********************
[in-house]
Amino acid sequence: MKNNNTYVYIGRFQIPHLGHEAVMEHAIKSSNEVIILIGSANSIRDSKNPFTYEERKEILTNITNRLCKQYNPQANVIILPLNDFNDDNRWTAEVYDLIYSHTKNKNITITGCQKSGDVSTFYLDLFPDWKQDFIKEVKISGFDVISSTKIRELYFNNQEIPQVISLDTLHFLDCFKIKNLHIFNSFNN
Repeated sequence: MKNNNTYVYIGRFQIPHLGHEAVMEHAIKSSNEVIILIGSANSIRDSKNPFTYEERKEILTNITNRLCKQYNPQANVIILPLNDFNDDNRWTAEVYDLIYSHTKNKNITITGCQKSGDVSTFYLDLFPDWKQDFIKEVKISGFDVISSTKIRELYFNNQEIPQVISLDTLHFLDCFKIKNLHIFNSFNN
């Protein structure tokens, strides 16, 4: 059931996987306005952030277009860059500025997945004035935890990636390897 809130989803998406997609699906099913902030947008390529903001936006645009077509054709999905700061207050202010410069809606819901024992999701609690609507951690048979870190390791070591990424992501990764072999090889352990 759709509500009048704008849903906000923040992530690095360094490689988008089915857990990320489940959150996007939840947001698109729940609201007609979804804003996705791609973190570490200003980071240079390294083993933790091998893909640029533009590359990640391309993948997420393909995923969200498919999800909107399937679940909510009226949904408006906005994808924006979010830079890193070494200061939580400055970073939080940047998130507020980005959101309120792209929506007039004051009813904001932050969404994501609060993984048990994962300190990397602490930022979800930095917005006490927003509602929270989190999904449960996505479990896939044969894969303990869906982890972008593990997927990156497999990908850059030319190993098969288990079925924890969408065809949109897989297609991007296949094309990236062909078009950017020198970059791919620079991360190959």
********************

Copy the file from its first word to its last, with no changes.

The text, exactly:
[in-house]
Amino acid sequence: MKNNNTYVYIGRFQIPHLGHEAVMEHAIKSSNEVIILIGSANSIRDSKNPFTYEERKEILTNITNRLCKQYNPQANVIILPLNDFNDDNRWTAEVYDLIYSHTKNKNITITGCQKSGDVSTFYLDLFPDWKQDFIKEVKISGFDVISSTKIRELYFNNQEIPQVISLDTLHFLDCFKIKNLHIFNSFNN
Repeated sequence: MKNNNTYVYIGRFQIPHLGHEAVMEHAIKSSNEVIILIGSANSIRDSKNPFTYEERKEILTNITNRLCKQYNPQANVIILPLNDFNDDNRWTAEVYDLIYSHTKNKNITITGCQKSGDVSTFYLDLFPDWKQDFIKEVKISGFDVISSTKIRELYFNNQEIPQVISLDTLHFLDCFKIKNLHIFNSFNN
């Protein structure tokens, strides 16, 4: 059931996987306005952030277009860059500025997945004035935890990636390897 809130989803998406997609699906099913902030947008390529903001936006645009077509054709999905700061207050202010410069809606819901024992999701609690609507951690048979870190390791070591990424992501990764072999090889352990 759709509500009048704008849903906000923040992530690095360094490689988008089915857990990320489940959150996007939840947001698109729940609201007609979804804003996705791609973190570490200003980071240079390294083993933790091998893909640029533009590359990640391309993948997420393909995923969200498919999800909107399937679940909510009226949904408006906005994808924006979010830079890193070494200061939580400055970073939080940047998130507020980005959101309120792209929506007039004051009813904001932050969404994501609060993984048990994962300190990397602490930022979800930095917005006490927003509602929270989190999904449960996505479990896939044969894969303990869906982890972008593990997927990156497999990908850059030319190993098969288990079925924890969408065809949109897989297609991007296949094309990236062909078009950017020198970059791919620079991360190959």